I enter the Jogajoga café with a local family from George ready to interview them.
Avah (3), the youngest, walks calmly while holding her Manchester United football in her hand.
A few minutes later the previously calm little girl has now transformed into a little bundle of joy running around and laughing as her and older sister, Hope (12), play with the ball.
As Avah laughs loudly in the background her mother starts to share their story.
I feel the tears fill my eyes when Caeana continues to share the miraculous experience their family had.
Three years ago Caeana found out she was pregnant with their second baby, Avah.
The family was filled with excitement when the unforeseen diagnosis struck.
The shocking news
A growth the size of a golf ball often appeared and disappeared in Caeana's neck.
After a few doctors visit and an autopsy, she received a call from her doctor saying it looks like cancer.
"I remember that day so clearly. It was a rainy Friday afternoon. I walked into the house after fetching Hope from aftercare. My sister-in-law's eyes were red from crying. I ran to the room where I found Caeana sitting on the bed, shocked by the phone call she had just received from the doctor," Michael, her husband, shares.
He says, "When you hear the word cancer you immediately think death. I fell down on my knees, distraught, asking if there's a God and why do these kinds of things happen to people? Then the message comes: 'you and your family will be a true testimony of what I can do'."
A few days later it is confirmed, Caeana has stage two Hodgkin's lymphoma.
Pregnant in her first trimester, these were the odds the doctor gave her.
A more than 70% chance that she could lose her baby, or a 90% chance that the baby could be born disabled.
She had to decide if she wanted to start with chemotherapy while continuing with her pregnancy, or terminate her baby because her life would be in danger if she did not.
Caeana's response was that she would not decide between her life and the life of her child.
She chose to start with chemotherapy and carry out her full term of pregnancy.
Processing the diagnosis
"We were so shocked when the doctor told us it is cancer. It was something I had never thought about, because nobody in my family has ever had it," Caeana recalls thinking on their journey home from the doctor's office. "At some point, Michael laid his head on the steering wheel as the tears were streaming from his eyes."
The following two days after the diagnosis the doctors informed them about everything they should expect.
"Although we felt a bit more prepared once we received more information on what to expect, as a family, we allowed ourselves to face all the emotions we were confronted with during that time period," Caeana shares.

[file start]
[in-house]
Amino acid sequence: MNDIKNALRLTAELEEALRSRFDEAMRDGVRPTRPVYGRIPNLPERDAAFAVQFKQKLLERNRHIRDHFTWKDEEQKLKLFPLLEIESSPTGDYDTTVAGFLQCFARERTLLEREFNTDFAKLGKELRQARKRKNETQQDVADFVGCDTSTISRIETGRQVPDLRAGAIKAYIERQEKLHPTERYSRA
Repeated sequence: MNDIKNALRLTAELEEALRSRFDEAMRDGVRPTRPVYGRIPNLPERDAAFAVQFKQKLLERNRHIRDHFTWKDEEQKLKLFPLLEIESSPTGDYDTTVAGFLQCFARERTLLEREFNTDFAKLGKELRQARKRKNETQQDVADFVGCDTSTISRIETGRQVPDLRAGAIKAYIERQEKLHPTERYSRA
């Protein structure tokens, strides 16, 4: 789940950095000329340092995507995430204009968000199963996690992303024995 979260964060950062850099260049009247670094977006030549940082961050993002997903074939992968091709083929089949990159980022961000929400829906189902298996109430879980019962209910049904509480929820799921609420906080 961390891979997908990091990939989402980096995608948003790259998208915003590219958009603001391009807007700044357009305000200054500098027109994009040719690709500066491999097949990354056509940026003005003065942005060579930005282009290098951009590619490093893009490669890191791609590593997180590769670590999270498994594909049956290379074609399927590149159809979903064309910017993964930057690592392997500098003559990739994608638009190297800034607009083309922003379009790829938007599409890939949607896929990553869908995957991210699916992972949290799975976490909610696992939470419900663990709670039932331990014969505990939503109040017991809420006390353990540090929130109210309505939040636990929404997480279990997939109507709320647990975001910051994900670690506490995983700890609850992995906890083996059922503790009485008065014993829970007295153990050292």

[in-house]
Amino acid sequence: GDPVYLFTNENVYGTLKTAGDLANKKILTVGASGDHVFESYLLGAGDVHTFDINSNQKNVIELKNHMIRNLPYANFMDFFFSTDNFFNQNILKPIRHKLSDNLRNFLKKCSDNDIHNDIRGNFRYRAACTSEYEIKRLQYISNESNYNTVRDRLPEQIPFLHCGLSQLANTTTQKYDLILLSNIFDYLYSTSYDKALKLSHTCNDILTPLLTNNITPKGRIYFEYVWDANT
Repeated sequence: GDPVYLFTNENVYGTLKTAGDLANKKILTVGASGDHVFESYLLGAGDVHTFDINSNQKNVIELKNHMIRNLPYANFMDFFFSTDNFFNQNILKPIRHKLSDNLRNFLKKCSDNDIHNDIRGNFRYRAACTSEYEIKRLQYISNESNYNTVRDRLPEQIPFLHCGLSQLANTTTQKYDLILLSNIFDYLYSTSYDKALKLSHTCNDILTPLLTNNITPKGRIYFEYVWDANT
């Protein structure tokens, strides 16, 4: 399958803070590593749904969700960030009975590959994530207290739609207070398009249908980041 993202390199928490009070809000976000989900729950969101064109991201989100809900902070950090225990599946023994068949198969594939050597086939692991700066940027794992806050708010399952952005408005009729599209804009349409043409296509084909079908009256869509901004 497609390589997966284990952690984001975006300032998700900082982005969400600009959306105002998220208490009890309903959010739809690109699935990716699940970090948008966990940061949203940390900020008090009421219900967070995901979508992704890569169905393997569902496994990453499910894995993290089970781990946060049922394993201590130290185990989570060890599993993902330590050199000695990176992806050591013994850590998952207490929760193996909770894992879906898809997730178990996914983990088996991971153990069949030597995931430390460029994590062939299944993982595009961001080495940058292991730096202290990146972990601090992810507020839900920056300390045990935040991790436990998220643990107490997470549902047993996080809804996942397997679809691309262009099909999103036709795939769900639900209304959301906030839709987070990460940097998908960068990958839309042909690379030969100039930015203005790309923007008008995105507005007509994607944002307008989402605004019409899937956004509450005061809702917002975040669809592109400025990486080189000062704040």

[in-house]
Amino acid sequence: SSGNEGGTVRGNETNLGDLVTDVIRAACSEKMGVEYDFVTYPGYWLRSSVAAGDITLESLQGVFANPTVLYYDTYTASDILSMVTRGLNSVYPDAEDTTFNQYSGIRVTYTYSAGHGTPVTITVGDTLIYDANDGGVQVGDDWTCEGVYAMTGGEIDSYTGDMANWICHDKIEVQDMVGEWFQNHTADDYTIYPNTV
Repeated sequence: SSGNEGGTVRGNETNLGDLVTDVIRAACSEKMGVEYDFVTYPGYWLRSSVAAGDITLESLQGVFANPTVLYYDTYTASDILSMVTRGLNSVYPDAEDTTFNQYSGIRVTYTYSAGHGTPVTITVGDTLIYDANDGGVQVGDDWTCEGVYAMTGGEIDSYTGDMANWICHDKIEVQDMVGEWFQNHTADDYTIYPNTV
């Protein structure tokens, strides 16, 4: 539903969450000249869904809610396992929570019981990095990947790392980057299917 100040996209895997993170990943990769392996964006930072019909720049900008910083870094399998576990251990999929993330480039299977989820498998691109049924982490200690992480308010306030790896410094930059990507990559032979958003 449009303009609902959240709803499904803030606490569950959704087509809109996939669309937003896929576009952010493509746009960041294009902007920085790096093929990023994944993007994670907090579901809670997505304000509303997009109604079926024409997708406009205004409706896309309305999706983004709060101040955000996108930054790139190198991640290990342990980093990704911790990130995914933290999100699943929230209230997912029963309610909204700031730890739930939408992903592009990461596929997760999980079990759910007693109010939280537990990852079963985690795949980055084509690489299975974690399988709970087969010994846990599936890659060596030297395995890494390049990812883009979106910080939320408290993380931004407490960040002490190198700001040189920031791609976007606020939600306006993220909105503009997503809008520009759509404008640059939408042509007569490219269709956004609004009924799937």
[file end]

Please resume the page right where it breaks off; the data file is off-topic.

Hope's main concern was if the baby was going to be fine, and her mom continuously reassured her that the baby will be okay.
"I told her, just like you and I are fine, Hope, the baby will also be fine."
With the support of her family, friends, colleagues and church members, Caeana fearlessly faced chemotherapy.
"I was very fortunate to not experience extreme side effects. My hair never fell out, and more often than not I did not need the nausea medication," she says.
People often told her not to eat during chemotherapy cause she'll get nauseous.
"I used to get so hungry during chemotherapy, so I would have some food and people would always say I am going to get nauseous but that never happened. Most of the time I gave my nausea medication to people who could not afford it."
Healthy baby Avah
5 October 2016 a healthy baby Avah was born weighing 3,6 kilograms.
I look at her and the disbelief hits me again and manifests in more tears in my eyes.
I take a deep breathe, trying to remain composed, as I listen to Caeana telling her story.
"When Michael and I visited our apostle and his wife, they prayed with us. After prayer, apostle said the words 'it is done', just that. I never cried again after that cause I knew it was done, God would fight for me and my baby, and we will both be fine."
Caeana was right.
Her daughter was fine, and she would be too.
After giving birth to Avah, Caeana still regularly had to go to hospital for her chemotherapy.
For the stronger chemotherapy sessions she was hospitalised and baby Avah, big sister Hope and their dad would visit her daily.
In 2017, Caeana received the amazing news that she was cancer free.
She has been in remission for two years and has to go for a check up every six months over a period of five years.
The battle is not yours
As the ending of our interview gets nearer Caeana says, "Sometimes we find ourselves in situations and we don't understand why we have to go through it."
She continues, "During these times your mind convinces you that you're okay but your heart knows you are not. It is very important that there is a correlation between what's happening in your mind and your heart. Feeling your emotions is extremely important during those kind of times."
Caeana says she knew she would not have been able to overcome the battles she fought all by herself.
"I could not pretend I was okay in the beginning, because I really was not. Expressing my emotions really helped dealing with the journey and I know God fought the battle for me," she says as Avah insists mommy must put lip gloss on her lips.
The tears return to the forefront of my eyes as I find myself silently looking at the healthy three year old doctors said would be disabled should her mom choose to not terminate her, running around and carelessly giggling as she and her older sister are playing.
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